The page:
by Calder Loth
Senior Architectural Historian for the Virginia Department of Historic Resources and a member of the Institute of Classical Architecture & Art’s Advisory Council.
In The Ten Books on Architecture, the famous (and only surviving) ancient treatise on architecture, its author, Vitruvius, discusses how the character of a temple portico can be affected by the spacing of its columns. Vitruvius defines closely spaced columns pycnostyle, which means the column shafts are spaced one and a half column diameters apart. This gives a portico a very static appearance. The widest spacing is araeostyle, which is four diameters apart. Vitruvius tells us araeostyle is impossible with masonry construction because the spans are too great for stone architraves. Areaostyle spacing is practical only when architraves are composed of wooden beams. Other types of intercolumniation are systyle (two diameters apart) and diastyle (three diameters apart). In all four spacing types, the columns have equal-width spaces between them.
Vitruvius then informs us that the ideal intercolumniation system is eustyle. As defined by Vitruvius, a eustyle portico has bays that are two and a quarter diameters in width except for the center bay, which is three diameters wide. Vitruvius proclaimed the superior quality of eustyle spacing, stating, “In this way, the temple will have a beautiful configuration with no obstruction at the entrance.” The term eustyle is derived from the Latin prefix eu, meaning good (as in euphoria—feeling good), and the Latin stilus, a narrow cylindrical object; i.e., a column shaft. The principle of eustyle spacing can be applied to porticos of four (tetrastyle), six (hexastyle), and eight (octastyle) or more columns.
In perusing Book 4 of Andrea Palladio’s Quattro Libri (Four Books on Architecture), we might note that the majority of the ancient porticoed temples in Palladio’s reconstruction drawings incorporate some form of eustyle spacing. Among them is the Pantheon, where Palladio notes that the portico’s center bay, in Vincentine feet and inches, is 9’3½” wide, while the outer bays are 8’2½”wide. (Figure 2) Even though the temples Palladio measured and illustrated normally employ a slightly wider center bay, not all strictly follow Vitruvius’s spacing formula. Indeed, in some of the temple elevations, such as that for the Temple of Saturn, the dimension variation is so subtle that we need to look very carefully to see the effect. (Figure 3) Except for the Ionic temples of Portunus and Saturn, all of the porticoed temples Palladio included in Book 4 are in the Corinthian order, the preferred order for major buildings of the Roman imperial period.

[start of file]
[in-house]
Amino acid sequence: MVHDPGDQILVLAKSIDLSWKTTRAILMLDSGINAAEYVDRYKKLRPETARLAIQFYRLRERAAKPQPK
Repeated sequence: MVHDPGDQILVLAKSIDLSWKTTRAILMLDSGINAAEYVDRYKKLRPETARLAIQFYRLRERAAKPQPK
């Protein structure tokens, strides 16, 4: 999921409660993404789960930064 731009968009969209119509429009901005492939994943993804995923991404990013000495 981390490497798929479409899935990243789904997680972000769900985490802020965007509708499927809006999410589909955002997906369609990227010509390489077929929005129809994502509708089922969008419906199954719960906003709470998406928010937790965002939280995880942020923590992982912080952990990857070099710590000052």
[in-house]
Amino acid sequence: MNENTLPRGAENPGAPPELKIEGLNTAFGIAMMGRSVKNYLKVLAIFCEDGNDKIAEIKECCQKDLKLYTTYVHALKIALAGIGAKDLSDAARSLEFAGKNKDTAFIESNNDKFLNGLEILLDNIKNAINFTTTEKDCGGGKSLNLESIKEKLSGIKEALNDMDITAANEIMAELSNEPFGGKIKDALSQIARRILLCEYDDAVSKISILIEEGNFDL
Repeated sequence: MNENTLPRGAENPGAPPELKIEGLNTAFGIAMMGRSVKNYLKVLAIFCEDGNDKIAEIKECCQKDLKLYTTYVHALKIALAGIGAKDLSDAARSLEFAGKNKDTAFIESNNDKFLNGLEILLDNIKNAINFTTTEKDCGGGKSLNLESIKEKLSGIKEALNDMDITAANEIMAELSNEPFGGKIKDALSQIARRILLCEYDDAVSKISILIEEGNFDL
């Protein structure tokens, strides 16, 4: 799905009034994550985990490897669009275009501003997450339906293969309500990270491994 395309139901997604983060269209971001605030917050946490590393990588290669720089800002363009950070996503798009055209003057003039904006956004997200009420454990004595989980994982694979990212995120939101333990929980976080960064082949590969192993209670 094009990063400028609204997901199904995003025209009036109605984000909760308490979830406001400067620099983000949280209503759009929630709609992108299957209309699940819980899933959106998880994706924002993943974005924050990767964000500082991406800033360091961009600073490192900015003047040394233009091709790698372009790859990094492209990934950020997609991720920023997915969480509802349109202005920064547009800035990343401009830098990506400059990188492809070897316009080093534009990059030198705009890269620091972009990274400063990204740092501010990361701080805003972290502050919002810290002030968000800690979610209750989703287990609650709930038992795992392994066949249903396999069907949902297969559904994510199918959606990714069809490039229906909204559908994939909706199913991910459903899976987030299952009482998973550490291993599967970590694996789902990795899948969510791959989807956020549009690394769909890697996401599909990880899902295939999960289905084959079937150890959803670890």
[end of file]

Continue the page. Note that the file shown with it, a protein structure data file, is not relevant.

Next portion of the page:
Palladio employed some form of eustyle spacing in virtually all of his portioced villa and palace designs published in Book 2 of Quattro Libri. Because of the small scale of several of his villa elevations, as illustrated in the original woodcut prints, the eustyle spacing is not readily apparent. We see this in his elevation of the Villa Emo, where eustyle is not depicted. (Figure 4) However, as built, the villa subtly incorporates eustyle spacing in its Tuscan portico. (Figure 5) Palladio made no secret of his preference for eustyle intercolumniation. In Chapter IV of Book 4 of Quattro Libri, Palladio paraphrased Vitruvius thusly: “So, then, the most beautiful and elegant sort of temple is called eustyle, which occurs when the intercolumniations are two and quarter column diameters, because it is extremely practical and also provides beauty and strength.”
Among the aesthetic advantages of eustyle intercolumniation is the subliminal focusing of attention on a building’s entrance. We see this in an almost subconscious way in each of the porticos of Palladio’s Villa Rotonda. (Figure 6) More importantly, making use of eustyle spacing can correct an optical illusion. Consider, for example, the Tuscan portico of the 1826 Goochland County courthouse with its areaostyle (four diameters) column spacing. (Figure 7) Although the portico’s three bays are exactly the same width, the center bay appears narrower—an optical illusion. In contrast, the similar Tuscan portico on the 1823 Frascati makes use of eustyle intercolumniation. (Figure 8) As with the Villa Emo, Frascati’s eustyle spacing lends a more visually pleasing character to the composition even though it is not immediately apparent that the center bay is wider, especially if not viewed straight on.
Both the Goochland Courthouse and Frascati were designed and built by master builders who had worked for Thomas Jefferson at the University of Virginia. There they learned the classical language, but not necessarily a consistent use of eustyle spacing. Despite his strong advocacy of Palladian forms, Jefferson applied the eustyle principle only rarely. His Pavilion V at the University of Virginia is the only one of the institution’s ten pavilions to have eustyle spacing. (Figure 9) Here the hexastyle Ionic portico bears a strong resemblance to the porticoes of the Villa Rotonda, a work that was an important inspiration for Jefferson. Jefferson headed his handwritten specification notes on the pavilion: “Pavilion No.V. Palladio’s Ionic modillion order.” His awareness of eustyle is evident further down in the notes where he wrote: “from cent. to cent. of Columns mod 3 1/3 gives intercol. of mod. 2 1/3 the eustyle being 2 ¼ mod . . .” Jefferson also used barely perceptible eustyle spacing in his proposed design for the residence of the United States President, a scheme based on the Villa Rotonda.